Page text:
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The Newberry herald. (Newberry, S.C.) 1865-1884, November 22, 1883, Image 2

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s"h Heri.z d.
THURSDAY NOV. 22, 1883.
S The zmid is in eghost respect aram
"' dyc1 to the material in
' lere e peopl of this County and the
tsse. Itoerolates extensively, and as an
:AAWertig medium offers unrivalled ad
~,, efnsa For Terms. see first page.
While suggestions to the Legis
lature are in order we renew our
. suggestion that public officers be no
longer required to give bond, but
that the people at large be required
to make up any defaults or deficien
S ies that may occur. This is the
correct theory. Officers are not
agents of a few men called "bonds
men," but of the people at large
and if the people choose incompe
tent or dishonest men as their agents
.r they should be willing to answer
for their conduct and be taxed to
make up their deficiencies. And
there is the additional argument
that the deficieieies would be more
likely to be recovered by taxation
than by suits on officials bonds.
Newberry Observer.
And we renew our protest against
the change suggested by our neigh
bor, for we are satisfied that his
:theory is not the correct one. We
deny, too, that public officers are
necessarily the agents of the people
at large. Even at our primary
elections, men are often nominated
who are not the choice of a majority
of the people, and certainly not the
choice of a majority of the property
owners. - It would be unfair, then,
to make the people responsible for
the acts of their so-called agents.
An executor is not required to
give bond, because he has the con
idence of the testator who appgint
ed him, and whose money he
handles. But public officers handle
the money of men who not only did
not choose them, but who actually
distrust them. Take the instance oi
the County Treasurer. He is not, in
any proper sense, the agent of the
people-being appointed by the
Governor. Would the Observer
hold the' Governor responsible for
~ydefault or deficiency on the part
of this officer?
If public officers were selected
by a majority of the honest, prop
erty-holding, taxpaying men who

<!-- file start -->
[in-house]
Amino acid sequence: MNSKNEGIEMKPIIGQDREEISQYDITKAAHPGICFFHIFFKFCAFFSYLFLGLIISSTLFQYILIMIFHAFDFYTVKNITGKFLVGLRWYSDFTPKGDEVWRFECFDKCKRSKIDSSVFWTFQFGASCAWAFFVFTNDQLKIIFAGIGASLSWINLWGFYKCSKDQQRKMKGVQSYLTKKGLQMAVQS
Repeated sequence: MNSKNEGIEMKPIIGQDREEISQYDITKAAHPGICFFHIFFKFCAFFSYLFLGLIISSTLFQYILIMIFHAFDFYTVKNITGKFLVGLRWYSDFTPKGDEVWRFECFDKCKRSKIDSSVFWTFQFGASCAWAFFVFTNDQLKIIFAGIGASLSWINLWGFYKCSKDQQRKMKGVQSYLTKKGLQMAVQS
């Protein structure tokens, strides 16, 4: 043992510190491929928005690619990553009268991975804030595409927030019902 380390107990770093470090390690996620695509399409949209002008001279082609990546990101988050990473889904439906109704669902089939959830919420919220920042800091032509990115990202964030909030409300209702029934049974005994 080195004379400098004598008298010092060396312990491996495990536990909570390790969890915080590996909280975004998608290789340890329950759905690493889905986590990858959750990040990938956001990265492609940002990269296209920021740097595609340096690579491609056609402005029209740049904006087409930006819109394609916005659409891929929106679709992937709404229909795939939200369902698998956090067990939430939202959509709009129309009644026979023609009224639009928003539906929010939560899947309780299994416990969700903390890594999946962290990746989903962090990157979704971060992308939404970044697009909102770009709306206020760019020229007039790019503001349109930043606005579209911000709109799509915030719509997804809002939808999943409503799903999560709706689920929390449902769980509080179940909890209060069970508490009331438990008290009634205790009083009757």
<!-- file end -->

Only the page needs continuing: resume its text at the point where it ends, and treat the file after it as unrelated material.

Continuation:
support the government, we could
see some wisdom in our neighbor's
suggestion. But in our government
majorities are dangerous, because
they are ignorant and poor, and, so
far as property is concerned, irres
ponsible. The law which is wise
in a government administered by a
majority of honest white men, may
not do where .majority is composed
of negroes. The trouble with the
Obserrer's theory is. that it is all
theory, so far as it relates to agov
ernent like ours.
The fact that a bond is required
brings forward a better class of
candidates than would otherwise
enter the field ; and the bond be
gets greater care and fidelity on the
part of the officer who gives it. II
any change is made, let_the bond
operate as a mortgage upon the
real estate of the sureties.
word, fll ownand gave up the
ghot. nd heyoung men arose and
wrapped him round, and they~ carried
him out atnd buried him."
That's Ananias Melton. Yes,
politically, the young men did arise
and wrap him round, and carry him~
out and bury him. Now comes
Sapphira Speer, of Georgia, and
seeks to fimish the work which the
young men induced Ananias M., ol
South Carolina, to leave un'done.
But the Carolina boys,-and girls
too, for that matter-are ready for
him. An4 they will arise, the boys
,will,-and wrap him round and carr
him out, and bury him-just as thE
Georgia boys have already done
We are anxious for Ananias anc
Sapphira to be buried side by side